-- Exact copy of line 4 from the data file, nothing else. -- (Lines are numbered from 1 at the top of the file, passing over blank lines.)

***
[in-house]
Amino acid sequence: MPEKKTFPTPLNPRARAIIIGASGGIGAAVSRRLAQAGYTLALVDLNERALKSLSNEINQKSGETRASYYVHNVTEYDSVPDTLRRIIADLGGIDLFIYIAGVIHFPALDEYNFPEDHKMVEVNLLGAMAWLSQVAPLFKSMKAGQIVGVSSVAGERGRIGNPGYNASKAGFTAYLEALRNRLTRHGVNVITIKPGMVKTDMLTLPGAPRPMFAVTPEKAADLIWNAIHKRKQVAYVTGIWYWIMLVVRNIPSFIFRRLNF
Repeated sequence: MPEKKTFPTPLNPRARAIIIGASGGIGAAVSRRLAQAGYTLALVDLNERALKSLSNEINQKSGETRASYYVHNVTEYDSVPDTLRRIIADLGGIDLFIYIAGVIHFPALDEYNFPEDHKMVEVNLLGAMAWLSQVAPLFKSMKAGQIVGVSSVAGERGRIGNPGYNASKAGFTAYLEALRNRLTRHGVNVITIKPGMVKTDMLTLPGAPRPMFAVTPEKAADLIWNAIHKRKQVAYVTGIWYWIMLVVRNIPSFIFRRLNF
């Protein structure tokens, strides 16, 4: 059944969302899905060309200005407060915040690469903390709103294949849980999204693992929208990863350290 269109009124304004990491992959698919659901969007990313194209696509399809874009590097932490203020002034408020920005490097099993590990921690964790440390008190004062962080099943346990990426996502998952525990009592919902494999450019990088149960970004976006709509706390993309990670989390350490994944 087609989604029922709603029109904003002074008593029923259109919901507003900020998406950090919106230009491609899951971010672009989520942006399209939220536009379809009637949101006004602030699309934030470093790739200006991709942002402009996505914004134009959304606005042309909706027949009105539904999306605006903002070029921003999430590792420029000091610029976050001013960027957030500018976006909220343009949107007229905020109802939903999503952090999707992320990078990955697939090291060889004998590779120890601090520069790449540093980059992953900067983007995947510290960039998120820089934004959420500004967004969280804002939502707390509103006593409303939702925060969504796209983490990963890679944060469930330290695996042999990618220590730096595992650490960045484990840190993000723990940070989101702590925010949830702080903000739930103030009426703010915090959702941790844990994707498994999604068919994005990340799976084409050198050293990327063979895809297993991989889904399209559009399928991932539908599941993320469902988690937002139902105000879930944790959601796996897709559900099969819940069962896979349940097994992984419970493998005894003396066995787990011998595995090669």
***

């Protein structure tokens, strides 16, 4: 059944969302899905060309200005407060915040690469903390709103294949849980999204693992929208990863350290 269109009124304004990491992959698919659901969007990313194209696509399809874009590097932490203020002034408020920005490097099993590990921690964790440390008190004062962080099943346990990426996502998952525990009592919902494999450019990088149960970004976006709509706390993309990670989390350490994944 087609989604029922709603029109904003002074008593029923259109919901507003900020998406950090919106230009491609899951971010672009989520942006399209939220536009379809009637949101006004602030699309934030470093790739200006991709942002402009996505914004134009959304606005042309909706027949009105539904999306605006903002070029921003999430590792420029000091610029976050001013960027957030500018976006909220343009949107007229905020109802939903999503952090999707992320990078990955697939090291060889004998590779120890601090520069790449540093980059992953900067983007995947510290960039998120820089934004959420500004967004969280804002939502707390509103006593409303939702925060969504796209983490990963890679944060469930330290695996042999990618220590730096595992650490960045484990840190993000723990940070989101702590925010949830702080903000739930103030009426703010915090959702941790844990994707498994999604068919994005990340799976084409050198050293990327063979895809297993991989889904399209559009399928991932539908599941993320469902988690937002139902105000879930944790959601796996897709559900099969819940069962896979349940097994992984419970493998005894003396066995787990011998595995090669």